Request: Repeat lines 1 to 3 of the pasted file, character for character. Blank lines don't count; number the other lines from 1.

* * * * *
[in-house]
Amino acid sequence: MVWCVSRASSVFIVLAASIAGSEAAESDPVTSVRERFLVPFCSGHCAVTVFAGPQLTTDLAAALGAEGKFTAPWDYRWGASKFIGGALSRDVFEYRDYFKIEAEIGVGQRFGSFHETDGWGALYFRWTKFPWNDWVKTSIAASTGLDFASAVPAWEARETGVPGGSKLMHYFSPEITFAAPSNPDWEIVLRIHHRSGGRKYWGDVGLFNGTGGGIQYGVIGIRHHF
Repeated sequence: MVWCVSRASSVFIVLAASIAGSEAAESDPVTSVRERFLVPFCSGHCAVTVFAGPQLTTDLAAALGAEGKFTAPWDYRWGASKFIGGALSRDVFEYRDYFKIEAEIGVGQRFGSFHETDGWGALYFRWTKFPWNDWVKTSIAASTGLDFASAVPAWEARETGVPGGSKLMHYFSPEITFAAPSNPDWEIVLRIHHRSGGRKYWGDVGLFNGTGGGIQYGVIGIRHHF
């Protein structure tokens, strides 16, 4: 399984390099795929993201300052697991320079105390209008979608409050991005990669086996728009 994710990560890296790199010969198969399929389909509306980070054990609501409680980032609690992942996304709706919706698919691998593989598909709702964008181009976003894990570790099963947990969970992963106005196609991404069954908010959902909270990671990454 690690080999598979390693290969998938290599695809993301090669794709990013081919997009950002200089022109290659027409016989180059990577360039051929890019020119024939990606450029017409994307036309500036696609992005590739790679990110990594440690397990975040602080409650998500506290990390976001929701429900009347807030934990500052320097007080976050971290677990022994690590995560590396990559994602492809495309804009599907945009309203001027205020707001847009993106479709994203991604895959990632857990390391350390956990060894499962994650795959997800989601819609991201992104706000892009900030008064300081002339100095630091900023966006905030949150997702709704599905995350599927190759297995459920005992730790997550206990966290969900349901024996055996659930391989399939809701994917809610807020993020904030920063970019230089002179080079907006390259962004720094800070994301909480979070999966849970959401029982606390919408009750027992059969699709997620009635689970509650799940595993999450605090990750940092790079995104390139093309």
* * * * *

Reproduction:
[in-house]
Amino acid sequence: MVWCVSRASSVFIVLAASIAGSEAAESDPVTSVRERFLVPFCSGHCAVTVFAGPQLTTDLAAALGAEGKFTAPWDYRWGASKFIGGALSRDVFEYRDYFKIEAEIGVGQRFGSFHETDGWGALYFRWTKFPWNDWVKTSIAASTGLDFASAVPAWEARETGVPGGSKLMHYFSPEITFAAPSNPDWEIVLRIHHRSGGRKYWGDVGLFNGTGGGIQYGVIGIRHHF
Repeated sequence: MVWCVSRASSVFIVLAASIAGSEAAESDPVTSVRERFLVPFCSGHCAVTVFAGPQLTTDLAAALGAEGKFTAPWDYRWGASKFIGGALSRDVFEYRDYFKIEAEIGVGQRFGSFHETDGWGALYFRWTKFPWNDWVKTSIAASTGLDFASAVPAWEARETGVPGGSKLMHYFSPEITFAAPSNPDWEIVLRIHHRSGGRKYWGDVGLFNGTGGGIQYGVIGIRHHF